On January 24, 2023, the Equal Employment Opportunity Commission (“EEOC”) released updated guidance on application of the Americans with Disabilities Act (“ADA”) to job applicants and employees with hearing disabilities. The guidance provides information about hearing conditions as a disability under the ADA, outlines best practices for employers dealing with confidential medical information, shares guidance on accommodations for applicants and employees, addresses employer concerns about safety, and details reporting procedures for employees.
There are several key components of the updated guidance on this issue:
- First, the guidance states that people with a variety of hearing conditions (including deafness, being hard of hearing, experiencing ringing in the ears, or having sensitivity to noise) may be disabled within the meaning of the ADA. Of course, under the ADA, the definition of “disability” is broadly interpreted in favor of expansive coverage. As a result, individuals with hearing impairment will demonstrate an “actual disability” under the ADA “if they can show that they are substantially limited in hearing or another major life activity” – without taking into account the use or availability of any mitigating measure. Individuals may also be covered “if they have a record of an impairment that substantially limited a major life activity in the past,” if, for example, their hearing has been surgically corrected.
- Next, the guidance outlines the circumstances under which an employer may ask applicants or employees questions related to disabilities and to conduct medical examinations – including those related to hearing impairments – under the ADA.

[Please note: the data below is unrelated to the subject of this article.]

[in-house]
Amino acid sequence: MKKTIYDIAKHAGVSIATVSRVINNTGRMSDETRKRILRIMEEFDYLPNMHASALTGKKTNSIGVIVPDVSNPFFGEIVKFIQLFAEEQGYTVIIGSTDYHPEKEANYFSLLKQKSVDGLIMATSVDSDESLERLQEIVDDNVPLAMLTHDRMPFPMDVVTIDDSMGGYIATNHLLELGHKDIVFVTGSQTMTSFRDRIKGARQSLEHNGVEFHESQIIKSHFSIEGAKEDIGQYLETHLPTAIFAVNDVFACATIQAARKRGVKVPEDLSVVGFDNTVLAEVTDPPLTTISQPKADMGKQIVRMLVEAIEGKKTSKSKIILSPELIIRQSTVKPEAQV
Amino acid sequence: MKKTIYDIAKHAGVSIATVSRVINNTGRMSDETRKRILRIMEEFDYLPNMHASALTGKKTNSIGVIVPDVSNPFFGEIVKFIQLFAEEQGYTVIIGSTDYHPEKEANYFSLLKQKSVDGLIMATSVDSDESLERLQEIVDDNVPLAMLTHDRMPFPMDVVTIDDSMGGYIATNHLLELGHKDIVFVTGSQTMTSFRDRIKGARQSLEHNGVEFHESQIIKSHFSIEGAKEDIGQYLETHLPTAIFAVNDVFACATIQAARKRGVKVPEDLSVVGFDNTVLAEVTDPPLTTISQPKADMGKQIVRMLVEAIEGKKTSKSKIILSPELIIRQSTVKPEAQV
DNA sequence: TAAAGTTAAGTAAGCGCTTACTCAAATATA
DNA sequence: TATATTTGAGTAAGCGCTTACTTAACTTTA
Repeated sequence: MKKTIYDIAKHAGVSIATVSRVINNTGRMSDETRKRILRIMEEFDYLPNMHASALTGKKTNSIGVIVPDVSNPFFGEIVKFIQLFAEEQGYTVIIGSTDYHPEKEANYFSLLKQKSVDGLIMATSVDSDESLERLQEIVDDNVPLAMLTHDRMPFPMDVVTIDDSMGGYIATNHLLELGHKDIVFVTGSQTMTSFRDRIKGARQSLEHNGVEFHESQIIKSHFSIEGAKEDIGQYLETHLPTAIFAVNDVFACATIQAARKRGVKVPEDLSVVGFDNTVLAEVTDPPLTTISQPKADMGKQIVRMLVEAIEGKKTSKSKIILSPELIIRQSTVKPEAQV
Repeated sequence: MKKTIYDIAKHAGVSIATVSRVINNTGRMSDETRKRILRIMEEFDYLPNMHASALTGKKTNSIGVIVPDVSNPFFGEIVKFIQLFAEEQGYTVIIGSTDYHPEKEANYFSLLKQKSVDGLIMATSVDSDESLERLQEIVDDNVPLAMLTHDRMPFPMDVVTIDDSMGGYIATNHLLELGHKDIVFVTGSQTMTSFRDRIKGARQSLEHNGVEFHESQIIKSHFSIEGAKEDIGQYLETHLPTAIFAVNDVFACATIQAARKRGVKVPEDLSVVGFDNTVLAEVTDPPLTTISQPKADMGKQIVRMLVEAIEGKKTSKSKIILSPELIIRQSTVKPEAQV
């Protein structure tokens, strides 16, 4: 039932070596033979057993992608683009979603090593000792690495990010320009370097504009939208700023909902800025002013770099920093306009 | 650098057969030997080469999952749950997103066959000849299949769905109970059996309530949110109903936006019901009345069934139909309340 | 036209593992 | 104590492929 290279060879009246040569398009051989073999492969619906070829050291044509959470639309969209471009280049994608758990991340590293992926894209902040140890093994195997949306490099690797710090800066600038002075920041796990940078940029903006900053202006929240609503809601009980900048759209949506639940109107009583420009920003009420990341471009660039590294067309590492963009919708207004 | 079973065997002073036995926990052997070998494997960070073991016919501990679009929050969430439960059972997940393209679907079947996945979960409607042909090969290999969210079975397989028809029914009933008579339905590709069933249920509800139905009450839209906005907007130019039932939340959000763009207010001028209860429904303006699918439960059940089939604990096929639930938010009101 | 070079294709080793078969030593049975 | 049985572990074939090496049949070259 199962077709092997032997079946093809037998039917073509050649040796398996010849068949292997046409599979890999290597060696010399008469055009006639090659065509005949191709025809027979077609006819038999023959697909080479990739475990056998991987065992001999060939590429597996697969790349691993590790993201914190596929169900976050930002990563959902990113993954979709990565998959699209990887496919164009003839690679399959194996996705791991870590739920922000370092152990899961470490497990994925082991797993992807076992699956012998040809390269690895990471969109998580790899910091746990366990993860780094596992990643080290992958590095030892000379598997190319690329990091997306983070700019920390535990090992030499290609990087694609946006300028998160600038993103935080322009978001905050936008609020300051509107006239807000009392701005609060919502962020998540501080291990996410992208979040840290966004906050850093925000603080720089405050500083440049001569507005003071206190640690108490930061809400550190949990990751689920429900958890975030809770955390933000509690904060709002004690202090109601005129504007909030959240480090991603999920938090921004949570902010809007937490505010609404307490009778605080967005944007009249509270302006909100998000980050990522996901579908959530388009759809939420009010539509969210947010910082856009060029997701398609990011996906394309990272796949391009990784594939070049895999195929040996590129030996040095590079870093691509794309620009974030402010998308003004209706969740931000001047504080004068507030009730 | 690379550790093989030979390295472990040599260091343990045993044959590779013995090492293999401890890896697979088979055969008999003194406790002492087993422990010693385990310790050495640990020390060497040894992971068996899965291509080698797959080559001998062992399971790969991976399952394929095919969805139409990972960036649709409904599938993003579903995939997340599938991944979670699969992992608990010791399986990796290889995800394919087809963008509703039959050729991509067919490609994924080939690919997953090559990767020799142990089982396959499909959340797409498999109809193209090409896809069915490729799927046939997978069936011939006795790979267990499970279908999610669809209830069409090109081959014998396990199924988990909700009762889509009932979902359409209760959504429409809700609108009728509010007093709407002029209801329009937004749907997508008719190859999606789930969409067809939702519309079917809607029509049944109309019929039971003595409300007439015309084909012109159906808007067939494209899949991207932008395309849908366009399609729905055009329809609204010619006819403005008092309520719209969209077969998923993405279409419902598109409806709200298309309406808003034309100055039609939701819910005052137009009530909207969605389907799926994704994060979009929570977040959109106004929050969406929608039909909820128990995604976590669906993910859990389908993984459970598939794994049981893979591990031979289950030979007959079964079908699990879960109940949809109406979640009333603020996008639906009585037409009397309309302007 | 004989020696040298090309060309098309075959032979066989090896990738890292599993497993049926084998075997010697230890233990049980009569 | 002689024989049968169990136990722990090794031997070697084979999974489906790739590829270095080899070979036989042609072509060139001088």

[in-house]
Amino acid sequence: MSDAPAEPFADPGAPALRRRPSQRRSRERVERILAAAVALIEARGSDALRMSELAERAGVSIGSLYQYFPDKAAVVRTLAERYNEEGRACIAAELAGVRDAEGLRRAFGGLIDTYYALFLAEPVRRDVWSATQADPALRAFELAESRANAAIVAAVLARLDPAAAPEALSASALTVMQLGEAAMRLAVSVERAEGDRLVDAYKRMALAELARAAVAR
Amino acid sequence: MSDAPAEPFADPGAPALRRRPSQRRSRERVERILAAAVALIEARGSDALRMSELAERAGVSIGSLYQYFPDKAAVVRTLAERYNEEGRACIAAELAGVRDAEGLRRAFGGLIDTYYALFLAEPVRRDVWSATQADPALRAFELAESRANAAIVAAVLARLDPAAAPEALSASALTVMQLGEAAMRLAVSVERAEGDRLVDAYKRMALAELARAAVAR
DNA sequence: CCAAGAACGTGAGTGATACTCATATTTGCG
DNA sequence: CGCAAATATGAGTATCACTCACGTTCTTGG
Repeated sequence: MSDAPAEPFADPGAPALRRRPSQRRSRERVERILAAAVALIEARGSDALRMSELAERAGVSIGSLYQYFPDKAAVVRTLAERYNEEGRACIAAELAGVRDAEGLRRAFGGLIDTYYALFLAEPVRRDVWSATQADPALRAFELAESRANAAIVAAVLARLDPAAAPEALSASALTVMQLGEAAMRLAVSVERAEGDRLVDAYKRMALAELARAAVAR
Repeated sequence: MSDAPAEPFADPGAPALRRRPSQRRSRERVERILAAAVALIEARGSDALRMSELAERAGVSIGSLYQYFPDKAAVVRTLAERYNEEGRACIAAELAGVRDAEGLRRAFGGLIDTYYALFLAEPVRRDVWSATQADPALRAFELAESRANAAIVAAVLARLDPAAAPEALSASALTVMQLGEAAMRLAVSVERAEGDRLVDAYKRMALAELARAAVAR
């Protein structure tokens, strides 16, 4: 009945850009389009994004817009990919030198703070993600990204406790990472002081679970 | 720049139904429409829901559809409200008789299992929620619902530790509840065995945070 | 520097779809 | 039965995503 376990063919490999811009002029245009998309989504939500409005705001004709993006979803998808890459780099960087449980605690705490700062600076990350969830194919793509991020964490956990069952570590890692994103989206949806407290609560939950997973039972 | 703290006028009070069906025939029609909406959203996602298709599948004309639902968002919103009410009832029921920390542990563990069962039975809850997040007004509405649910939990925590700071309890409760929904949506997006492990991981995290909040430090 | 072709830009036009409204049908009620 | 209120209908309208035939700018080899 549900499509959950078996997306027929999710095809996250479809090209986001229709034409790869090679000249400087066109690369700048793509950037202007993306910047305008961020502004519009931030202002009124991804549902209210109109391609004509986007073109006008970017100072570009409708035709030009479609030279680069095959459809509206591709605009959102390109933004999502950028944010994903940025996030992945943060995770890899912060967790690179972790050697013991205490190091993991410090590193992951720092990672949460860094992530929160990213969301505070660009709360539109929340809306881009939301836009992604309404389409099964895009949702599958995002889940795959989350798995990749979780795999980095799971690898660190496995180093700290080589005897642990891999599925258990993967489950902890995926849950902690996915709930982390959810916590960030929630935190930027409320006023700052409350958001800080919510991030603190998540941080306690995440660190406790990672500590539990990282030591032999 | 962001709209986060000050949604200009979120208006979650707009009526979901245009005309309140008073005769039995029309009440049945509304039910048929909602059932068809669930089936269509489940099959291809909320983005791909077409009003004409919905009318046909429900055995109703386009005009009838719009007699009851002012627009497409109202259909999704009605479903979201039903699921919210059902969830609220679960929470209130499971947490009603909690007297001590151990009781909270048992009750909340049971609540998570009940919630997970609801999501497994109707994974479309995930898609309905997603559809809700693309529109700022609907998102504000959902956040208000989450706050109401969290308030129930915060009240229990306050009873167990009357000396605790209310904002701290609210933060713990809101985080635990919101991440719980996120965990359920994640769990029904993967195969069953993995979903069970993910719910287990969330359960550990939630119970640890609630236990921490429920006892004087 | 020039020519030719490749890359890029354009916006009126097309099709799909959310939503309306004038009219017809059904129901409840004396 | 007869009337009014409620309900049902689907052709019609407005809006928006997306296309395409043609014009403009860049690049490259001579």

- For example, in a pre-employment offer situation, the guidance reiterates that “an employer may not ask questions about an applicant’s medical condition or require an applicant to have a medical examination before it makes a conditional offer” of employment. And the guidance stresses that the ADA does not require applicants to disclose that they have or had a hearing disability before accepting a job offer “unless they will need a reasonable accommodation for the application process.” However, the guidance notes that “an employer may ask questions pertaining to the applicant’s ability to perform the essential functions of the position, with or without reasonable accommodation.” Likewise, the guidance states that “if an applicant has an obvious impairment or has voluntarily disclosed the existence of an impairment and the employer reasonably believes that the applicant will require an accommodation to complete the application or to perform the job because of the condition, the employer may ask whether the applicant will need an accommodation and what type.”
- Next, in a post-employment offer situation, the guidance states that, after making a job offer, “an employer may ask questions about the applicant’s health (including the existence/nature of a disability) and “may require a medical examination” on an affirmative or unprompted basis as long as all applicants for the same type of job are asked the same questions and are required to take the same examination. After an employer has obtained basic medical information for all individuals who have received job offers, the employer “may ask specific individuals for more medical information if the request is medically related to the previously obtained medical information.” The guidance also affirms that an employer “may not withdraw an offer from an applicant with a hearing disability if the individual is able to perform the essential functions of a job, with or without reasonable accommodation, without posing a direct threat to the health or safety of the applicant or others that cannot be eliminated or reduced through reasonable accommodation.”